Tim Cook talks about privacy, supports GDPR for USA at ICDPPC, ex-FB security chief calls him out

3 min read

Apple CEO Tim Cook, advocates data privacy, considers it as a fundamental human right representing ideas of the company. Closely after, ex-Facebook security chief calls him out on his speech over a series of Tweets.

Cook on privacy

Cook spoke during a keynote speech during the ongoing International Conference of Data Protection and Privacy Commissioners (ICDPPC) conference in Brussels, Belgium. He expressed his ideas of data privacy and praised the successful implementation of the GDPR policy of EU. The Apple CEO is in full support of a policy like GDPR coming into the US.

We at Apple are in full support of a comprehensive federal privacy law in the United States.

There are four essentials to such a law, he said:

  • The right to have personal data minimized
  • The right to knowledge
  • The right to access
  • The right to security

He talked about how data collection has become sort of a trade and: “Today that trade has exploded into a data industrial complex. Our own information, from the everyday to the deeply personal, is being weaponized against us with military efficiency.

Cook did not explicitly mention any companies in his speech but it was likely that he was referring to the Facebook Cambridge Analytica scandal and Google being fined for privacy in the EU. There was also a Senate hearing recently on consumer data privacy.

Cook added, “In the news almost every day, we bear witness to the harmful, even deadly, effects of these narrowed worldviews. We shouldn’t sugarcoat the consequences. This is surveillance. And these stockpiles of personal data serve only to enrich the companies that collect them.

Cook on artificial intelligence

Cook believes that for artificial intelligence to be truly smart it should respect human values which include privacy. He went on to say that achieving great artificial intelligence systems with great privacy standards is not just a possibility but a responsibility. He believes that we should not lose “humanity” in pursuit of artificial intelligence.

He states: “For artificial intelligence to be truly smart, it must respect human values, including privacy.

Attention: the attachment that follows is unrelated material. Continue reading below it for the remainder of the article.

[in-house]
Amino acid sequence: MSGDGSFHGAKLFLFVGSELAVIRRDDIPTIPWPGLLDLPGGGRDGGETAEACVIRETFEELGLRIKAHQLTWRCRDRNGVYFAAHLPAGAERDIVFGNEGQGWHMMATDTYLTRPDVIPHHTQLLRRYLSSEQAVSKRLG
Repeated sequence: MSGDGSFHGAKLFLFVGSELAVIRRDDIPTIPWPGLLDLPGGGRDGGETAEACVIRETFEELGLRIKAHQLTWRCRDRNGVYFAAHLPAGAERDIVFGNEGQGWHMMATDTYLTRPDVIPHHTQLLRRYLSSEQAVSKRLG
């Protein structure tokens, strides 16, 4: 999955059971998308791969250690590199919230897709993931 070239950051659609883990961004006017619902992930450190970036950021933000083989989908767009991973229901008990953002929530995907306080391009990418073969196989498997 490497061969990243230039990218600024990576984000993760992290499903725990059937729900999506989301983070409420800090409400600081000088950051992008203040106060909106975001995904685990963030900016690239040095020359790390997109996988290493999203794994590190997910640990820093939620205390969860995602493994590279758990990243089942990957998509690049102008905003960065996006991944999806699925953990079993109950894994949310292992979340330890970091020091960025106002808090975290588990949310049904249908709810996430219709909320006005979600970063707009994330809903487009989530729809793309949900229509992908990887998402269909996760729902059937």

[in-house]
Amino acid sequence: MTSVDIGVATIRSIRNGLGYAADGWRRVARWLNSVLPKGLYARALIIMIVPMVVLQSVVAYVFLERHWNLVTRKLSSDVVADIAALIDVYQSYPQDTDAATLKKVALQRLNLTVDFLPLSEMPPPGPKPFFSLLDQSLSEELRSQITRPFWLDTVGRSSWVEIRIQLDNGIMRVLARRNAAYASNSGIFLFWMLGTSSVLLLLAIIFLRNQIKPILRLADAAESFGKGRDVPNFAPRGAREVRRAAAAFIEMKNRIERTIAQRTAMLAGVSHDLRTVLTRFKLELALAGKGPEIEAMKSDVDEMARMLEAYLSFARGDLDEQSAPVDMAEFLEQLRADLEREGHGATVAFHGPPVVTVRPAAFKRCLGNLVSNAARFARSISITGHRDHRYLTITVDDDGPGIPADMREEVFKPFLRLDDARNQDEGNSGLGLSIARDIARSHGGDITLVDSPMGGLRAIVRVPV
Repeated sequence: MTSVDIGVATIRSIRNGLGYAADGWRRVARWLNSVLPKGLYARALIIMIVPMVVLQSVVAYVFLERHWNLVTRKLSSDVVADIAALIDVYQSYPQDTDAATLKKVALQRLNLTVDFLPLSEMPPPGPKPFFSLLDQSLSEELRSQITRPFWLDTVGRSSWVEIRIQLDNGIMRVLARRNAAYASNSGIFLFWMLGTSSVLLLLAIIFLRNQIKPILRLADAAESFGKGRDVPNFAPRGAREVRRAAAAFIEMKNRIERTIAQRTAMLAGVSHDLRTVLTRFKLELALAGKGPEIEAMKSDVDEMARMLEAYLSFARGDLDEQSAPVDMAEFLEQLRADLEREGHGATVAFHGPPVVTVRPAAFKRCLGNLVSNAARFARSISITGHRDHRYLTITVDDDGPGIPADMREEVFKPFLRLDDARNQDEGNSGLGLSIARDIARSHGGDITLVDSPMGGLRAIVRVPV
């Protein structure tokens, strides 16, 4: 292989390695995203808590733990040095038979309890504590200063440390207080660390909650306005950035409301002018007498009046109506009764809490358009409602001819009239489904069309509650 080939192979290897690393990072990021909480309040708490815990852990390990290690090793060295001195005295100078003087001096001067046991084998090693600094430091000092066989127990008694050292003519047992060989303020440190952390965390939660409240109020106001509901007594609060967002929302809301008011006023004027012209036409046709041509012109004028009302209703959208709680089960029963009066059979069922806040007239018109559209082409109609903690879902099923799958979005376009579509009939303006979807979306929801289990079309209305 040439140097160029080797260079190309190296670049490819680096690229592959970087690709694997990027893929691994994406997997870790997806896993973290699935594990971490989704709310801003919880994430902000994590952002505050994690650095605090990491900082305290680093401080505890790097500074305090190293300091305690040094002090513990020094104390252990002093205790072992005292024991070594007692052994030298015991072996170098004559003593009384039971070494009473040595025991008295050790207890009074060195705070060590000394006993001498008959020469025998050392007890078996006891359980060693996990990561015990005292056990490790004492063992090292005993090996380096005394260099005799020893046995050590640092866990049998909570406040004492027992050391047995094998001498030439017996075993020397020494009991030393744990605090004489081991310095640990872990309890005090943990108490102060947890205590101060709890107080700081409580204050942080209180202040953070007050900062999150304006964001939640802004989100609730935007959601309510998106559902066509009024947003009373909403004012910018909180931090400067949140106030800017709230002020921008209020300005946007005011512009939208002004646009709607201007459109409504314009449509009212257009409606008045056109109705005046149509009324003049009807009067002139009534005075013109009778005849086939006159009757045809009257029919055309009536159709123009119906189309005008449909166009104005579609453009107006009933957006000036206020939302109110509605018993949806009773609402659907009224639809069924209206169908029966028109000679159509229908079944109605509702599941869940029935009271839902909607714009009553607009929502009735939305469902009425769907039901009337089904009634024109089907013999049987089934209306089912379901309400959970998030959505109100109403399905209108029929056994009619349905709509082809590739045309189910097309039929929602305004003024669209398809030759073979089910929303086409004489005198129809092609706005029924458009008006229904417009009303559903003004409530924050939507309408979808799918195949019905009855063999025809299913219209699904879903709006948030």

Now how a system that makes decisions heavily based on data without using people’s data or obscure it to say the least is something to think about.

Ex Facebook security chief on Cook’s speech

Alex Stamos, ex Facebook security chief and a current adjunct professor said that he agrees with almost everything Cook had to say. On Twitter, Stamos mentioned Apple blocking the download of VPNs and the use of encrypted messaging apps in China. This could have given the Chinese citizens a way to connect to the internet and send private messages.

Also, data on iCloud is supposed to be end-to-end encrypted. But Apple’s Chinese partner Guizhou-Cloud Big Data  stores iCloud data on Chinese government run servers. This gives them a possibility to access user data.

He tweeted: “We don’t want the media to create an incentive structure that ignores treating Chinese citizens as less-deserving of privacy protections because a CEO is willing to bad-mouth the business model of their primary competitor, who uses advertising to subsidize cheaper devices.

Now if data can really be weaponized against is a question of who has control over it. On a purely objective view yes it can be. But it is the responsibility of these tech giants collecting, using and controlling that data to use it responsibly, to keep it safe. It is understandable that a free to use model works on user data but the companies should respect that data and the people from whom they collect it. There are also some efforts towards mobile OSes that promote privacy.

In a world where everything is online, what we share, creating profiles with personal details, using free services in exchange for our own data, complete privacy seems like a luxury.

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